Should I do a cash out refinance mortgage?

Should I do a cash out refinance mortgage?
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#1

About 2 years ago I bought my first home and decided to go with a 10 years fixed 3.125%, $205K loan. Now with the reason of wanting to pay way less monthly and to not have all my assets tied up to the house, I want to do a cash out refinance. Lucky for me, that rate is still low and the housing market has been up recently.

I just asked a bank today and they gave me a quote of 30 years fixed 3.875%, $2,400 closing cost - $800 credit, + $52K cash out (with my estimate of the home’s value).

The reason I want to do this is to have more of my money putting in mutual funds, as this will more diversified my portfolio as I’m feeling I’m very house poor. I put most of my money in the house.

Is there any pros and cons with this? Should I pull the trigger and do it before rates go up again?


#2

You don’t indicate how old you are, which is one consideration that would impact the advice on this matter.
Otherwise, it sounds as if you feel you bit off a bit more than you could chew with the 10 year mortgage and big downpayment. But before you give up, consider the fact that you are 20% of the way to owning free and clear! In only 8 years you will be completely mortgage free - and then you will have plenty of extra cash to invest and spend - for the rest of your life.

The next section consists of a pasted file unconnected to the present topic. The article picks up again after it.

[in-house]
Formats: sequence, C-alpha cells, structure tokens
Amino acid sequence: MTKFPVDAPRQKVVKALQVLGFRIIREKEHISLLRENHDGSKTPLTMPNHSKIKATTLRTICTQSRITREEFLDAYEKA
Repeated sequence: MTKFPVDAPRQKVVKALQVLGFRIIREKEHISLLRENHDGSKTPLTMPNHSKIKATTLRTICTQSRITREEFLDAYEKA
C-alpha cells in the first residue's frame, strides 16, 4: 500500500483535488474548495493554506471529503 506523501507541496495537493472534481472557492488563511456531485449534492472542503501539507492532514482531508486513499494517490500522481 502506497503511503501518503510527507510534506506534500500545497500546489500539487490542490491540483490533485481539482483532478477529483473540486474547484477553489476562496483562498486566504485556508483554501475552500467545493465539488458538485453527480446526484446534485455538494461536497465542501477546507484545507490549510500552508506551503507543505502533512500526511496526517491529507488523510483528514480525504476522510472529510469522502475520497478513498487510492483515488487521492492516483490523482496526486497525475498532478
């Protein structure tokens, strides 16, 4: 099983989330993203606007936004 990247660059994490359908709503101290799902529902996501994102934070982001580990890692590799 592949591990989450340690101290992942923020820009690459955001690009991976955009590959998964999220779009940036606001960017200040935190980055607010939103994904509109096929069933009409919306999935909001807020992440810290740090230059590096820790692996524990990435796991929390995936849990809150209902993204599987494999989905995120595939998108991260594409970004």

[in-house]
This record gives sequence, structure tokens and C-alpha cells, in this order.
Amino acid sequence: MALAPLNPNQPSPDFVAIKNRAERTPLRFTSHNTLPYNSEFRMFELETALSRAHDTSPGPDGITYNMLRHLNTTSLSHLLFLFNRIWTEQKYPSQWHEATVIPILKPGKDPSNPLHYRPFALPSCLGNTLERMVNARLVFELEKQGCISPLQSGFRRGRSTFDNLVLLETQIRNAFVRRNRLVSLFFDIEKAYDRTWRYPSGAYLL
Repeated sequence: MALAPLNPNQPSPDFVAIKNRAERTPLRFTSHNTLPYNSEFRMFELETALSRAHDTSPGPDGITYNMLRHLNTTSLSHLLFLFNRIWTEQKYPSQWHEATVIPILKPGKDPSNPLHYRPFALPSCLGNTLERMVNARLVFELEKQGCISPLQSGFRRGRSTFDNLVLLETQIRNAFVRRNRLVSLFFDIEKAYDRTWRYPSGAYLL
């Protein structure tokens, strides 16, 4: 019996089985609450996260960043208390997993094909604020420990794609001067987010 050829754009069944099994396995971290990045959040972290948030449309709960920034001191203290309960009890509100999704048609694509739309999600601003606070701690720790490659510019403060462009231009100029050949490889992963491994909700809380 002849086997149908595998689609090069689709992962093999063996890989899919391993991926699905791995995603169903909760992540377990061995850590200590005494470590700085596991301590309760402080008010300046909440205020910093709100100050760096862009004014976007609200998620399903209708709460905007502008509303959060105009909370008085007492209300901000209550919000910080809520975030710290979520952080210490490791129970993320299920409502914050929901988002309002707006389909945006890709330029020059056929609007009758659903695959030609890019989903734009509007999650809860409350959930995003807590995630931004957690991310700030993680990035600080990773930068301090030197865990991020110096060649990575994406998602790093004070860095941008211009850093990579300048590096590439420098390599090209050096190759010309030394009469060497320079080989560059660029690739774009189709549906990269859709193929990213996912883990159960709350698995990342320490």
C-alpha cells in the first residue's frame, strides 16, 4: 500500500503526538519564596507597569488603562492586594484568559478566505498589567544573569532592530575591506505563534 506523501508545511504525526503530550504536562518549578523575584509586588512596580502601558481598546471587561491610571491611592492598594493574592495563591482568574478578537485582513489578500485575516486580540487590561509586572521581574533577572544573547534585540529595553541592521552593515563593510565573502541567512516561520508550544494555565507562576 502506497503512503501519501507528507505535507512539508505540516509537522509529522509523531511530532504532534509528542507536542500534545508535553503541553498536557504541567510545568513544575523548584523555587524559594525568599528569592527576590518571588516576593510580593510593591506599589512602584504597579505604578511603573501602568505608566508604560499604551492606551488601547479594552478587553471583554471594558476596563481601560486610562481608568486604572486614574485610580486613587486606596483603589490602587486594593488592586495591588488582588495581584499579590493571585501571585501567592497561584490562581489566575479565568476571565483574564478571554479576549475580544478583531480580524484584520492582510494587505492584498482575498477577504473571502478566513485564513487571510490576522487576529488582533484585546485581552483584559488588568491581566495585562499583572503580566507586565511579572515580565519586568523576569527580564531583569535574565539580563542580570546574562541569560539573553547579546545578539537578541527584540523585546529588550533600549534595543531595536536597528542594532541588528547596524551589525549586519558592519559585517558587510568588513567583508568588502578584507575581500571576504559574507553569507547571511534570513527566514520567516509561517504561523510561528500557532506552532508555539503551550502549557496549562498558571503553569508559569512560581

I think I would rather see you keep the mortgage you have, and possibly open a Home Equity Line of Credit - to be used only for emergencies. If you do tap the line, pay it back as quickly as possible.
Borrowing money for the purpose of investing is not a good idea, in my opinion. Others may differ, but I consider that you have already leveraged yourself to buy the home (and there is risk to that) - to then double down and take on more leverage to buy a much less stable investment in the stock market is not wise to me.
I would rather see you renew your commitment to the rapid mortgage payoff, try to earn some more money where you can to feel a little less house poor, and put all your energy into getting mortgage free as quickly as possible.
I would try to find an unbiased financial coach or hourly fee financial planner who can help you consider this question in light of your overall budget and financial situation before making a final call.


#3

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